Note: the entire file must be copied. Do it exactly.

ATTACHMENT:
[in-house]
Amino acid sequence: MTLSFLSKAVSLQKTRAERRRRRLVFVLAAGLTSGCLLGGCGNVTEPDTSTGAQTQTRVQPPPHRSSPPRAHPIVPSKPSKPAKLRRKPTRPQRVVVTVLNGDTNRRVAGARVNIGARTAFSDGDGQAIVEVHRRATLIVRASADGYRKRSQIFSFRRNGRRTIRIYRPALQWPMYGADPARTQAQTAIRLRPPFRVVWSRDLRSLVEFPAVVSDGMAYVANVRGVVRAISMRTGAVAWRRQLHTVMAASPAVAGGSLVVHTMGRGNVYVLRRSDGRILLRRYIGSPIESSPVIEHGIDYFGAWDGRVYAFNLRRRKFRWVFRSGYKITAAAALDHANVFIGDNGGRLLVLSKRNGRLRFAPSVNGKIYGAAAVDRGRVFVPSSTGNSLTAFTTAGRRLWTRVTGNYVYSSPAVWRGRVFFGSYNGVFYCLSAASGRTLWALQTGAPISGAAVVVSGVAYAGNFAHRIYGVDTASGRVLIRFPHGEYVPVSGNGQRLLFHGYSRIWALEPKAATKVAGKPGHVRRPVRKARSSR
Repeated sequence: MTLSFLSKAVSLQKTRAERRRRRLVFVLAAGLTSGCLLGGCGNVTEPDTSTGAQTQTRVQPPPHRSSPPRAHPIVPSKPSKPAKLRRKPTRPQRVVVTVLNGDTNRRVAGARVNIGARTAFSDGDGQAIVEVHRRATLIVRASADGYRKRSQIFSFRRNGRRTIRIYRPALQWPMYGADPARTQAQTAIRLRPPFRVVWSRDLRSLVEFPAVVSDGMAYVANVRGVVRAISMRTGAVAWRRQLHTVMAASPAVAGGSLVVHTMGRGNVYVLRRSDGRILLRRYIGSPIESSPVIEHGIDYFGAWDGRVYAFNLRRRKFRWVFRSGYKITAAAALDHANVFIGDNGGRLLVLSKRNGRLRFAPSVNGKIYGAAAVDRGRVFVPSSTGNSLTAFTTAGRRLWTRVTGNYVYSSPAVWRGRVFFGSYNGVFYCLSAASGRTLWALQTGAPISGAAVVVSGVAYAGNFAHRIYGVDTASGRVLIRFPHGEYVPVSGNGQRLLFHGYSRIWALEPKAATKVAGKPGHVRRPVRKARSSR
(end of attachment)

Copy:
[in-house]
Amino acid sequence: MTLSFLSKAVSLQKTRAERRRRRLVFVLAAGLTSGCLLGGCGNVTEPDTSTGAQTQTRVQPPPHRSSPPRAHPIVPSKPSKPAKLRRKPTRPQRVVVTVLNGDTNRRVAGARVNIGARTAFSDGDGQAIVEVHRRATLIVRASADGYRKRSQIFSFRRNGRRTIRIYRPALQWPMYGADPARTQAQTAIRLRPPFRVVWSRDLRSLVEFPAVVSDGMAYVANVRGVVRAISMRTGAVAWRRQLHTVMAASPAVAGGSLVVHTMGRGNVYVLRRSDGRILLRRYIGSPIESSPVIEHGIDYFGAWDGRVYAFNLRRRKFRWVFRSGYKITAAAALDHANVFIGDNGGRLLVLSKRNGRLRFAPSVNGKIYGAAAVDRGRVFVPSSTGNSLTAFTTAGRRLWTRVTGNYVYSSPAVWRGRVFFGSYNGVFYCLSAASGRTLWALQTGAPISGAAVVVSGVAYAGNFAHRIYGVDTASGRVLIRFPHGEYVPVSGNGQRLLFHGYSRIWALEPKAATKVAGKPGHVRRPVRKARSSR
Repeated sequence: MTLSFLSKAVSLQKTRAERRRRRLVFVLAAGLTSGCLLGGCGNVTEPDTSTGAQTQTRVQPPPHRSSPPRAHPIVPSKPSKPAKLRRKPTRPQRVVVTVLNGDTNRRVAGARVNIGARTAFSDGDGQAIVEVHRRATLIVRASADGYRKRSQIFSFRRNGRRTIRIYRPALQWPMYGADPARTQAQTAIRLRPPFRVVWSRDLRSLVEFPAVVSDGMAYVANVRGVVRAISMRTGAVAWRRQLHTVMAASPAVAGGSLVVHTMGRGNVYVLRRSDGRILLRRYIGSPIESSPVIEHGIDYFGAWDGRVYAFNLRRRKFRWVFRSGYKITAAAALDHANVFIGDNGGRLLVLSKRNGRLRFAPSVNGKIYGAAAVDRGRVFVPSSTGNSLTAFTTAGRRLWTRVTGNYVYSSPAVWRGRVFFGSYNGVFYCLSAASGRTLWALQTGAPISGAAVVVSGVAYAGNFAHRIYGVDTASGRVLIRFPHGEYVPVSGNGQRLLFHGYSRIWALEPKAATKVAGKPGHVRRPVRKARSSR